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Aidan O'Rourke Aidan O'Rourke
Album: 365:Volume 2
Label: Reveal
Tracks: 25

In 2013 James Robertson, one of Scotland's leading authors wrote a story a day for a year, creating a collection of fairy tales and memories. A couple of years later Aidan O'Rourke wrote a tune a day, inspired by the stories. 365 VOLUME TWO represents highlights of those, played by O'Rourke and Kit Downes.

The writings, along with some striking photos, make up the booklet, allowing you to be immersed. O'Rourke, limited by the challenge of a tune a day, further channelled by the duo form, used the first line of the story as a tune title, making for exotic and evocative titling. Often the titles alone are often poetic. Sometimes beautiful, sometimes gnarly, bleak and forlorn, spread across two discs this is second volume in Aidan O'Rourke and Kit Downes exploration of how far you can go with instrumental violin, piano, Harmonium duets. Sometimes the pair spar and circle, sometimes they take it in turns to lead and follow.

At times, like on "The Girl Climbed The Stairs To Bed" the two play in unison and almost create a third voice between them. At times the music is stretched thin, like four arms are playing one instrument, "I was riding a greyhound bus seeking a place to hide" there are passages of this wonderful minimalism. On "I had been walking a long time" and "We drove down the road,saddened by my father's decline" Kit Downes piano carries the beautiful melody with Aidan's fiddle wafting in atmosphere or a turbulent counterpoint.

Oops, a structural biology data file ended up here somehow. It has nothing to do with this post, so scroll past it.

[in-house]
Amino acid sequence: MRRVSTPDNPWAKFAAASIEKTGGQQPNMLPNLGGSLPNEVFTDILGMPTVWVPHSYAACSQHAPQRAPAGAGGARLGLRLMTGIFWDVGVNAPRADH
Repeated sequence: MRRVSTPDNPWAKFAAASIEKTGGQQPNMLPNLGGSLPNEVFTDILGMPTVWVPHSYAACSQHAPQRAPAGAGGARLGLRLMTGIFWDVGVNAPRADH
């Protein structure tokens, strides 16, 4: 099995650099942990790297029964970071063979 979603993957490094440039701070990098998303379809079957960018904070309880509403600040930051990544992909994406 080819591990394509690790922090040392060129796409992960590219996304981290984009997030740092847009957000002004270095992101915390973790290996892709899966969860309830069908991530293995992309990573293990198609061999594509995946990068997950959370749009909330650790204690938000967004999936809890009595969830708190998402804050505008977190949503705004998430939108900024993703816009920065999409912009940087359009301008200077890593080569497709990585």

"Now you know about Clootie Wells do you" is a more savage, less soothing listen. O'Rourke's fiddle melody is raw and burred with swells of Harmonium behind it. "The film was preceded by a warning that it contained some moderate violence", veers far from folk almost into disquieting Steve Reich minimalism with its raw earworm of a hook. "That braggart had it coming to him" is a vivid exciting between a soaring bird like fiddle and a harmonium channelling a church organ. Often the music, responding to the emotion of the story is cinematic, "That place, Mick said, Christ what a hole" draws pictures, perhaps it's the space in the music. Likewise "Bill was already at his window" the slow Harmonium notes and the melody of the fiddle give a definite atmosphere, filling the gaps between the words.

Kit Downes piano leads again, resonant and powerful on "Some stories are so good they deserve repeating in every generation" with Aidan's melancholic violin a second voice. "She picked up the letter again" has an ear worm playful call and response, like something the Penguin Cafe Orchestra might have dreamt up.

There is beauty in a miniature, especially a display case full. There is a fascination in seeing what can be done when creativity is confined and grows within clearly defined parameters.

Marc Higgins